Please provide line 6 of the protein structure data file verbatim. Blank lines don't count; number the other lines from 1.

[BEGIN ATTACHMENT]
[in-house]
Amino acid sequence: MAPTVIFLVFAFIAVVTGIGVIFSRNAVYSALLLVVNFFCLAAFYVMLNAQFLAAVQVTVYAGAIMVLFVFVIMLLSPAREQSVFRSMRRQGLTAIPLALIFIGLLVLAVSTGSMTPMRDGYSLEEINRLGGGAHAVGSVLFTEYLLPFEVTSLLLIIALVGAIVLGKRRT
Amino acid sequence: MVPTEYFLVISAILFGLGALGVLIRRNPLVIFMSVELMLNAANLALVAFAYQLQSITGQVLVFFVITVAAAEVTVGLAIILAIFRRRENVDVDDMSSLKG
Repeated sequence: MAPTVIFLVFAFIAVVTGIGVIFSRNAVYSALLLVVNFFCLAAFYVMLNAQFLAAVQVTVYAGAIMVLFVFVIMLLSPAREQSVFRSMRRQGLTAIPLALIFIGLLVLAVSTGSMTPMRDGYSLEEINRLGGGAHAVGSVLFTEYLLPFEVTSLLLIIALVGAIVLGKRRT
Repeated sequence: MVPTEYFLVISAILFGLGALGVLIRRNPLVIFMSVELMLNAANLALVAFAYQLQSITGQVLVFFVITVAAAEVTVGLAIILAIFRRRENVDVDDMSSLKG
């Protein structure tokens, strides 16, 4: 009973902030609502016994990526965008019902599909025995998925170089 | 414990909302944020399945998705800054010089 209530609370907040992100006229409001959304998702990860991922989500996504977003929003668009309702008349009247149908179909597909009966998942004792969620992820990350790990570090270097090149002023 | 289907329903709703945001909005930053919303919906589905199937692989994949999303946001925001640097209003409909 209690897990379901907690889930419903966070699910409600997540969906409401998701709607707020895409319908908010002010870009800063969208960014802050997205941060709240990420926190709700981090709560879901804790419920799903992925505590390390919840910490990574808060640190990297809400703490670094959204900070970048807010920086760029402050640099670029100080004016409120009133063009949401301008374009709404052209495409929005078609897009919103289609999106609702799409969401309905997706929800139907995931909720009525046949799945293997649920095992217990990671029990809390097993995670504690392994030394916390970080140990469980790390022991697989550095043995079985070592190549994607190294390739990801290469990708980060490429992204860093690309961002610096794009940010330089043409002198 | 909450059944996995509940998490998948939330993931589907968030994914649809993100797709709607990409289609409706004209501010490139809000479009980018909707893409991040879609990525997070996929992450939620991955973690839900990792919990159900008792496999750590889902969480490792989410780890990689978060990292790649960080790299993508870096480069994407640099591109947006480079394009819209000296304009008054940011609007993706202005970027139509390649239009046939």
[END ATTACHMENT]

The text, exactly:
């Protein structure tokens, strides 16, 4: 009973902030609502016994990526965008019902599909025995998925170089 | 414990909302944020399945998705800054010089 209530609370907040992100006229409001959304998702990860991922989500996504977003929003668009309702008349009247149908179909597909009966998942004792969620992820990350790990570090270097090149002023 | 289907329903709703945001909005930053919303919906589905199937692989994949999303946001925001640097209003409909 209690897990379901907690889930419903966070699910409600997540969906409401998701709607707020895409319908908010002010870009800063969208960014802050997205941060709240990420926190709700981090709560879901804790419920799903992925505590390390919840910490990574808060640190990297809400703490670094959204900070970048807010920086760029402050640099670029100080004016409120009133063009949401301008374009709404052209495409929005078609897009919103289609999106609702799409969401309905997706929800139907995931909720009525046949799945293997649920095992217990990671029990809390097993995670504690392994030394916390970080140990469980790390022991697989550095043995079985070592190549994607190294390739990801290469990708980060490429992204860093690309961002610096794009940010330089043409002198 | 909450059944996995509940998490998948939330993931589907968030994914649809993100797709709607990409289609409706004209501010490139809000479009980018909707893409991040879609990525997070996929992450939620991955973690839900990792919990159900008792496999750590889902969480490792989410780890990689978060990292790649960080790299993508870096480069994407640099591109947006480079394009819209000296304009008054940011609007993706202005970027139509390649239009046939």